The mass failures in Johore schools

Speech by DAP Secretary-General and Member of Parliament for Bandar Melaka, Mr. Lim Kit Siang, when speaking at DAP Public Rally in Tangkak, Johore on Sunday, 30th July 1972 at 9 p.m.

The mass failures in Johore schools

There is great urgency that parents should waken up to the very poor quality and standard of education their children are getting in Malaysian primary and secondary schools.

One of the reasons why the grave problem of mass failures in Malaysian schools have not attracted the attention and concern it deserved is because of the secrecy of the examination results.

The government was trying to hide the examination results so that parents would not know that their children have been mass failures in school, learning nothing after five or nine year’s education.

There is no point in the government and the taxpayers spending hundreds of millions of dollars a year on education, if our children are not getting a proper education in schools but are on the contrary being mis-educated and failing en masse.

Johore State did badly in last year’s Standard V Assessment Examination.

If we take the English subject, we find that the Chinese primary schools achieved the worst results, with 56.62% failures. Even the national primary schools (which had 55.28% failures) and the Tamil primary schools (with 35.73% failures) did better.

Surely, this is a matter for heart-searching by the principals and teachers in the Chinese primary schools.

In the Chinese language, 40.30% o the students in the Chinese primary schools failed. The question must be asked: Why did such a high rate of failures occur in Chinese language. Surely there must be something basically wrong in the entire educational and teaching system in the Chinese primary schools. What shudders me is that this state of affairs had been going on foe several years, and the Chinese educationists, principals and teachers have not done anything about it. I wonder how many hundreds of thousand of children have been sent out from Chinese primary schools and other language-stream primary schools illiterate despite their six years’ of primary education, fit for nothing in society in the last few years.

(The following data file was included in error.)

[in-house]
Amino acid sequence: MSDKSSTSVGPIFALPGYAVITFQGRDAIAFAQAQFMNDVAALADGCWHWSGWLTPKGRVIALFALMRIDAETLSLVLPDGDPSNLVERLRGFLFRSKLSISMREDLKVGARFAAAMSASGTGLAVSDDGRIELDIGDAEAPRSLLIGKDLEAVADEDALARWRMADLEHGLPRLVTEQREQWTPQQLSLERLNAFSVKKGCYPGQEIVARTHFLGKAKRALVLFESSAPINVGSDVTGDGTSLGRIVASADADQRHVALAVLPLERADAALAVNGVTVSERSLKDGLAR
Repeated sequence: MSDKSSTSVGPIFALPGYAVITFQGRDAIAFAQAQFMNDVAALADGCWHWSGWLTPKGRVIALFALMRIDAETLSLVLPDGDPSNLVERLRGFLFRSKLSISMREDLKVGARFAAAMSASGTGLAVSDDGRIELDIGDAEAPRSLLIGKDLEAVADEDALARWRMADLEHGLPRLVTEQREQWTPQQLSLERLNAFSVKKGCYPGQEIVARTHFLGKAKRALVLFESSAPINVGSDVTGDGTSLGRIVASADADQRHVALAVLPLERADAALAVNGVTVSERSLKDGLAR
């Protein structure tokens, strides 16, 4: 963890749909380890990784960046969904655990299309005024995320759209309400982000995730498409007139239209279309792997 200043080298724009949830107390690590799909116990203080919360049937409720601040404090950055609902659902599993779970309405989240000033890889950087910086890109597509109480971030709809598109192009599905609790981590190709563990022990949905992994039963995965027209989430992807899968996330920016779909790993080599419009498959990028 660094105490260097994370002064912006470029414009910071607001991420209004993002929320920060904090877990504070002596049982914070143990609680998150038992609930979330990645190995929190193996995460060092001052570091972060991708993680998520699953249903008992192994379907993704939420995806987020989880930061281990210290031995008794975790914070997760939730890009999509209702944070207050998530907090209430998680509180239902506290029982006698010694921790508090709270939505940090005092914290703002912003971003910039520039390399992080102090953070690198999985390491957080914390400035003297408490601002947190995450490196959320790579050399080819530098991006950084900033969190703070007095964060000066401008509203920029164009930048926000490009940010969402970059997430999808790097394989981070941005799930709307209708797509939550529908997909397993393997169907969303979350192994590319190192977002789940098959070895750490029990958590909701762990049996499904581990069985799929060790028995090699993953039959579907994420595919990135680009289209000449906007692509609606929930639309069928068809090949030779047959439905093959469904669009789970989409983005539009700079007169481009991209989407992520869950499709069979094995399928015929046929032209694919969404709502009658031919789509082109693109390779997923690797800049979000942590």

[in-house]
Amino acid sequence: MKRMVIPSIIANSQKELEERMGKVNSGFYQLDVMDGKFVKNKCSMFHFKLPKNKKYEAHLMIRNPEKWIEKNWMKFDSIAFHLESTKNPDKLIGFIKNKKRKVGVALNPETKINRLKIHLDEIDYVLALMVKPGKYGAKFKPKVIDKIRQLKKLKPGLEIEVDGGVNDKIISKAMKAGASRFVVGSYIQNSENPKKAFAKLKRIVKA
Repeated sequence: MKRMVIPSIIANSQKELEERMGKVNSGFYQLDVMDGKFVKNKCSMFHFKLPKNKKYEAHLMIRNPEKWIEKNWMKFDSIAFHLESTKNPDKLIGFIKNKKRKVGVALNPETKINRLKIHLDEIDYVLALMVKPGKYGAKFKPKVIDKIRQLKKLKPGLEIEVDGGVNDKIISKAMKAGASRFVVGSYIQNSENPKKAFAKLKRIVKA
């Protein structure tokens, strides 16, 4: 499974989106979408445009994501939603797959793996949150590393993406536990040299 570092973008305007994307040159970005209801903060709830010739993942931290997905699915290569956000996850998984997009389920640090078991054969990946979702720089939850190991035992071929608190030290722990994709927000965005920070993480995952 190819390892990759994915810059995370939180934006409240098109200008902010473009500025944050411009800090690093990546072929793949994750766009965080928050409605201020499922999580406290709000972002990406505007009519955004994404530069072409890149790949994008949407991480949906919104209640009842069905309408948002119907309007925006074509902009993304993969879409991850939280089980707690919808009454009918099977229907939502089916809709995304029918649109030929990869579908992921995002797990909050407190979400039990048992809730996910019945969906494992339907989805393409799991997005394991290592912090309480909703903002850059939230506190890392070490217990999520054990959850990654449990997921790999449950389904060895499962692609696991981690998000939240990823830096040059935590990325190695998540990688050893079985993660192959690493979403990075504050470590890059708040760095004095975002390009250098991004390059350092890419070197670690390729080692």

A comparison of the result of other language-stream primary schools shows that the Malay students and the Tamil students did better than the Chinese students in their mother-tongue subject.

Thus, the Malay students in the national primary schools in Johore had 29.80% failures in Bahasa Malaysia II while the Indian students in national-type (Tamil) primary schools had 35.73% failures in Tamil language – both less than the 40.30% failures of Chinese primary school students in the Chinese subject.

It is clear that the Chinese primary schools in Johore need drastic overhauling if the parents are not to lose confidence in the standards and quality of Chinese schools.

On the whole, the results of all Johore primary schools of all language-media are very unsatisfactory.

Thus, the following are the percentage of failures in each subject in last year’s Std. V Assessment Examination for all school in Johore.

Standard V. Assessment Examination 1971
Percentage of Failures (Johore)
National-type (Chinese) primary Schools
Bahasa Malaysia I 55.25%
Bahasa Inggeris I 56.62%
Mathematics 33.60%
Science 26.86%
Geography-history 41.44%
Chinese Language 40.30%

National-type (English) primary schools
Bahasa Malaysia II 24.73%
Bahasa Inggeris 36.68%
Mathematics 35.45%
Science 33.33%
Geography-history 28.96%

National primary schools
Bahasa Malaysia II 29.80%
Bahasa Inggeris I 55.28%
Mathematics 54.73%
Science 43.94%
Geography-history 45.29%

National-type (Tamil) primary schools
Bahasa Malaysia I 47.13%
Bahasa Inggeris I 40.83%
Mathematics 39.13%
Science 43.77%
Geography- History 43.89%
Bahasa Tamil 35.73%

The public, the parents and the teachers must do something to check the terrible mess in the present education system. This is why Alliance Ministers and leaders have no faith in their own education system, and send their children abroad for not only university, but secondary and primary education.

Education holds the key to our child’s future. If our child gets a bad education, which in fact equivalent to no education, then we are wrecking his future. We have all a duty and responsibility to do our bit to ensure that our children get the type of education they deserve – one which equips them to play a creative and positive role in society.

I urge Old Boys’ Associations and Parent-Teachers’ Associations to take up this grave issue, to find ways and means of highlighting the causes of the educational disaster in the country before applying the remedy.